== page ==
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American Association of Plastic Surgeons

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Lessons Learned In 15 Years Of Digital Orthognathic Surgery: Benefits, Failures And When It Is Pointless
Pravin K. Patel, MD.
University of Illinois, Chicago, IL, USA.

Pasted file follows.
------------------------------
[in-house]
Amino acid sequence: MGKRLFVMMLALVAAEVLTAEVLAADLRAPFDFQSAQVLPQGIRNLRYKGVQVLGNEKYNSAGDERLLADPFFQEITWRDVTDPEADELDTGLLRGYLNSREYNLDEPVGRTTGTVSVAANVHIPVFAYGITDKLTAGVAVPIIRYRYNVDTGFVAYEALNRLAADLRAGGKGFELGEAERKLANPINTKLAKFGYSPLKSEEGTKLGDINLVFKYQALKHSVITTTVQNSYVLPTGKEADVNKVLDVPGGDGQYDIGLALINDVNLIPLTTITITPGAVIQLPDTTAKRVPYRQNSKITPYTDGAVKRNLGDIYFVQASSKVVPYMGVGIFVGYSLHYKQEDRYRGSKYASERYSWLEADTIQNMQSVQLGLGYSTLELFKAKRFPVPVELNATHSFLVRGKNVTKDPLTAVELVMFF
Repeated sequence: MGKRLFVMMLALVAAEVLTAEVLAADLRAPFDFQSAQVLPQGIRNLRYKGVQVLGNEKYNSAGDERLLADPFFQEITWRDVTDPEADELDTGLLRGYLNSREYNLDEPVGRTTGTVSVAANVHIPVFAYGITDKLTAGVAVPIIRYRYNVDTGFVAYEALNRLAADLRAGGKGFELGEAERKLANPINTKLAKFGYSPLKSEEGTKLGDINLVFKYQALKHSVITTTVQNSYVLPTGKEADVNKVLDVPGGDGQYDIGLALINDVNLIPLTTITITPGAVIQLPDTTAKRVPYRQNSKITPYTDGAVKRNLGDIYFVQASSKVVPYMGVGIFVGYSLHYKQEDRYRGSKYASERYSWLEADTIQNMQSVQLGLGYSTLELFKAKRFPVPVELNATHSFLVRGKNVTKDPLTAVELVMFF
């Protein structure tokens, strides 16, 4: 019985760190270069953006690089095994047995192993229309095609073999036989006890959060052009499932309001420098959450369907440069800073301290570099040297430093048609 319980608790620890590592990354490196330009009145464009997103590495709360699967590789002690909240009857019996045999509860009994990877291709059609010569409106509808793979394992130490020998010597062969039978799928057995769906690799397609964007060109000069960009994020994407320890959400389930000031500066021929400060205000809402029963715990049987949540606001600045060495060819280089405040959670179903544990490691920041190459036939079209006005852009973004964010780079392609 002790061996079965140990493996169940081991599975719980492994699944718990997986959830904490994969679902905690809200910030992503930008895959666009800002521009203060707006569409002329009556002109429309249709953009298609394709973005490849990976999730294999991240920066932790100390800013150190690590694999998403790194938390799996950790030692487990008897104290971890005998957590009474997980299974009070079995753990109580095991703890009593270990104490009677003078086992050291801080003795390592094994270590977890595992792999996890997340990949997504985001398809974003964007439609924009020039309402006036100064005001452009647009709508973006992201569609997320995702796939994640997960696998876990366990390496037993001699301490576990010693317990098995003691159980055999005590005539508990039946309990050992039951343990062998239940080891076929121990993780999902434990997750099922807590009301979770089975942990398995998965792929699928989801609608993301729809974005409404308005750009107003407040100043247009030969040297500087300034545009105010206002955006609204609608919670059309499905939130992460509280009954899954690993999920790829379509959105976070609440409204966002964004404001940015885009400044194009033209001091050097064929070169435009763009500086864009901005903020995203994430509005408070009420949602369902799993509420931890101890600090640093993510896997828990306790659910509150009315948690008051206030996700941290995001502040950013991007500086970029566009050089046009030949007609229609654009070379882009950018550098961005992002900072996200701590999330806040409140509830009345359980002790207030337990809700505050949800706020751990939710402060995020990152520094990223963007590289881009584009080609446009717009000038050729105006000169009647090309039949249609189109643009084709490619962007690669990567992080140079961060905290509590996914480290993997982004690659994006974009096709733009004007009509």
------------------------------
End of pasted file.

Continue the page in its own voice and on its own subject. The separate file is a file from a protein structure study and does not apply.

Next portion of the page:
Purpose: We present long-term experience with orthognathic surgery in 450 cases using digital technology: computer aided surgical planning (CASP) to 3D fixation. We answer the following questions in comparison to conventional approach: does CASP reduce surgical planning-operative time, is CASP more accurate and when does the benefits of CASP outweigh the expense. Methods: We reviewed consecutive series of 448 OGS (268Developmental, 148Cleft, 43HFM and 32Monobloc/LeFort III cases). We assessed long-term skeletal stability with established methodology, occlusal outcome using PAR/ABO index, planning-operative efficiency and complications. We compared expense data between CASP and conventional approaches. Results: Maximal displacement at 1 year at the osteotomy level, in comparison to the VSP prediction, was less than 1.56mm, compared to 2.78 mm in control group. The occlusal PAR Index varied from 6.8 to 14 in both groups and not statistically different. The LeFort I operative time was reduced from 128 to 72 minutes. However, BSSO procedure increased by 23 minutes when printed titanium plates were used. Further details to be presented.Conclusion: 1. We found significant reduction in the operative time, less displacement at the osteotomy level, and improved skeletal stability in comparison to the conventional fixation system. 2. There is no difference in the occlusal outcome with the exception of the segmental cases. 3. There is a benefit in correcting skeletal asymmetry (developmental, hemifacial microsomia, cleft), LeFort III and monobloc advancement procedures. 4. In single jaw cases the benefit of CASP is surgeon dependent. 5. In select cases the benefits of CASP outweighs its expense.


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